Have you ever received a star word? Some churches celebrate Epiphany by passing out stars with printed words to everyone in the congregation. Each star word is different—“delight,” “compassion,” “giving,” or some other word that’s meant to be a surprising and beautiful gift to ponder and carry into the new year. Just as the star served to guide the magi to Jesus, so a star word can serve as a kind of guide for our reflection and prayer.
For 2021, my one word is healing, but when a friend offered to send me a postcard with a star word to celebrate her new blog and newsletter, I eagerly signed up. Why couldn’t I have two words this year? After all, I love the way Melanie Weldon-Soiset describes her blog as “connecting curious people with prayer and poetry so that we can find our true homes.” I was curious to find out what star word she might send me.
It takes a while for a small postcard to cross the continent and cross the border from Washington, D.C. to where I live. But finally my star word arrived:
What kind of word was that? Was it meant to be the wing of a bird, the wing of an angel, or maybe a reference to being spontaneous and winging it? And why did the wings have flowers on them? Or were those careful cut-outs even meant to be literal wings?
When I turned the postcard over, I saw that Melanie had written a short personal message that included this line: “I am praying that God may bring inspiration, insight, and imagination through this star word.”
As I walked back from our mail box, a scrap of a song came to me: “Risen with healing in his wings.” There was my inspiration! My one word of the year and my newly arrived star word suddenly came together in the same simple phrase. “Risen with healing in his wings”—wasn’t that part of a Christmas carol? And wasn’t that a quote from one of the Old Testament prophets?
Sure enough, when I got home I found the phrase at the start of the third verse of Hark the Herald Angels Sing:
Hail the heaven-born Prince of Peace!
Hail the Sun of Righteousness!
Light and life to all he brings,
risen with healing in his wings.
Mild he lays his glory by,
born that we no more may die,
born to raise us from the earth,
born to give us second birth.
I found the Scripture reference too in Malachi 4:2:
But for you who fear my name,
the Sun of Righteousness will rise with healing in his wings.
And you will go free, leaping with joy like calves let out to pasture.
(New Living Translation)
Wow! Not only do I have two words for this year that fit together beautifully—I also have a Scripture verse with a promise of healing, freedom, and joy.
In the book of Malachi, the “Sun of Righteousness” remains unidentified, but the words of the Christmas carol clearly identify this “Sun” as the Prince of Peace who laid aside his glory to be born on earth and to raise us up. It is Jesus who “will rise with healing in his wings.”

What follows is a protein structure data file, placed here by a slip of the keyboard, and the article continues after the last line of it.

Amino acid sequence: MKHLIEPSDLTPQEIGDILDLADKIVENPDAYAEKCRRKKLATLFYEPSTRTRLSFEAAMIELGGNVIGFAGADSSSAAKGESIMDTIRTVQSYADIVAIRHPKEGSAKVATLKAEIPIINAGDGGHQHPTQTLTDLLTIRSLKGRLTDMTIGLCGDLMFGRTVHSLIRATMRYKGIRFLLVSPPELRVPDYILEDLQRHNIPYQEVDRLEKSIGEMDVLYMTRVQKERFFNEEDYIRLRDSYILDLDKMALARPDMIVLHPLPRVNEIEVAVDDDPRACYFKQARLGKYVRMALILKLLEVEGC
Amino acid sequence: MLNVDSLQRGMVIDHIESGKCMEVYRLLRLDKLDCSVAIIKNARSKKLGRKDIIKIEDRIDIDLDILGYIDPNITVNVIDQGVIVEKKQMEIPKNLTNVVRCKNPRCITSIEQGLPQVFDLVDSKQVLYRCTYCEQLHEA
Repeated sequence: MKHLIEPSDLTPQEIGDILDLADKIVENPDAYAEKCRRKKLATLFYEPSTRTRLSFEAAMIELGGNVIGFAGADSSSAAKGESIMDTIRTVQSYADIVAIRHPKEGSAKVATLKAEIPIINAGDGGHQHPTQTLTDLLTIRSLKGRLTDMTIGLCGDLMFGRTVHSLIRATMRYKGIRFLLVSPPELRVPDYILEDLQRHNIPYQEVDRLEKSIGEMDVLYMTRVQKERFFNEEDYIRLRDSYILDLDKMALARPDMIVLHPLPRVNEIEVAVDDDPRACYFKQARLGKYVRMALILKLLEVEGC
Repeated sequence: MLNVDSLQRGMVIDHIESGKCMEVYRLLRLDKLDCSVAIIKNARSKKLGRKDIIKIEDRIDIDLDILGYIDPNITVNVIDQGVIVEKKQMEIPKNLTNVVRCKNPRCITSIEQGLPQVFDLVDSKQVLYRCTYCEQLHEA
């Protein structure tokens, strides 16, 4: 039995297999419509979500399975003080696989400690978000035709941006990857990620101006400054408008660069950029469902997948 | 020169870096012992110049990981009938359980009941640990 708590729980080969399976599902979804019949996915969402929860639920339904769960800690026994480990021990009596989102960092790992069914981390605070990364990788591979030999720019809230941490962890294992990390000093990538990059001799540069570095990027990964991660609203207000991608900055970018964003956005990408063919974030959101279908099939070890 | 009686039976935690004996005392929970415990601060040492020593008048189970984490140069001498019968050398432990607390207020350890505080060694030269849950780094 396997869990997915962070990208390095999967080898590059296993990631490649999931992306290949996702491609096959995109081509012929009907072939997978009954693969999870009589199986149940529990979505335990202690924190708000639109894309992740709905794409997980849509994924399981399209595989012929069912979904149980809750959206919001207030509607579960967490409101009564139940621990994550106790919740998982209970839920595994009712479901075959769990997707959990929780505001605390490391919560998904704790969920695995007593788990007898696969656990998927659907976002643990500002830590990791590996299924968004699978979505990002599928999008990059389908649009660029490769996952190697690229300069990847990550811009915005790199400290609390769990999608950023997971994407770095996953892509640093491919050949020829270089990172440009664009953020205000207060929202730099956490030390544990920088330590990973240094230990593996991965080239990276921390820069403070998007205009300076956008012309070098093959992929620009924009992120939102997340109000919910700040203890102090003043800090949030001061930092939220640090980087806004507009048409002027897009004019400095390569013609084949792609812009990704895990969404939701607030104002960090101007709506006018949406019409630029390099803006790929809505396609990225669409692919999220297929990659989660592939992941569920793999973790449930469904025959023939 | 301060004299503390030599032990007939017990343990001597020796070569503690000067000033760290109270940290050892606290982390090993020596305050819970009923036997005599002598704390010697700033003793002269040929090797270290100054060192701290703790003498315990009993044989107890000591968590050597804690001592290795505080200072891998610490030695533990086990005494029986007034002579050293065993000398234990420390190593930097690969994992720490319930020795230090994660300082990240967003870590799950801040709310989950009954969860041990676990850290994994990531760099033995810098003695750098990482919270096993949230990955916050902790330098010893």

With a little more digging, I also discovered that the word translated as “wing” in Malachi 4:2 may also be translated as “skirt, hem, edge, extremity.” So we might think of the wings of the sun as the rays at its edges. The wings of a cloak is its hem or edge, so some relate Malachi 4:2 to the woman who is healed by Jesus when she touches “the edge of his cloak” (Luke 8:40-48).
Four hundred years ago Matthew Henry wrote in his Commentary:
Christ came into the world to be the great physician, yea, and the great medicine too, both the balm in Gilead and the physician there. When he was upon earth, he went about as the sun in his circuit, doing this good; he healed all manner of sicknesses and diseases among the people; he healed by wholesale, as the sun does. He shall arise with healing in his skirts; so some read [Malachi 4:2], and they apply it to the story of the woman’s touching the hem of his garment, and being thereby made whole.
I love all of these connections: Jesus, the “Sun of Righteousness” has come with healing in his wings for the woman in the gospel story who reached out for the edge of his cloak, has come with healing in his wings for you, for me, for our hurting world. Healing, freedom, and joy await us!
Thank you, Melanie, for my star word that has already become so rich in meaning for me. And readers, if you’re curious about prayer, poetry, and finding your true home, please do check out Melanie Weldon-Soiset’s website and blog.
To close today, I offer this prayer for healing based on Malachi 4:2. For all those seeking healing, may these words bless and encourage you as you pray:
the Sun of Righteousness,
you healed the women who dared to touch the edge of your cloak.
Like her, we dare to pray for healing,
to reach out in desperate hope.
Touch all our weary, aching places,
and make us whole.
Shine your light!
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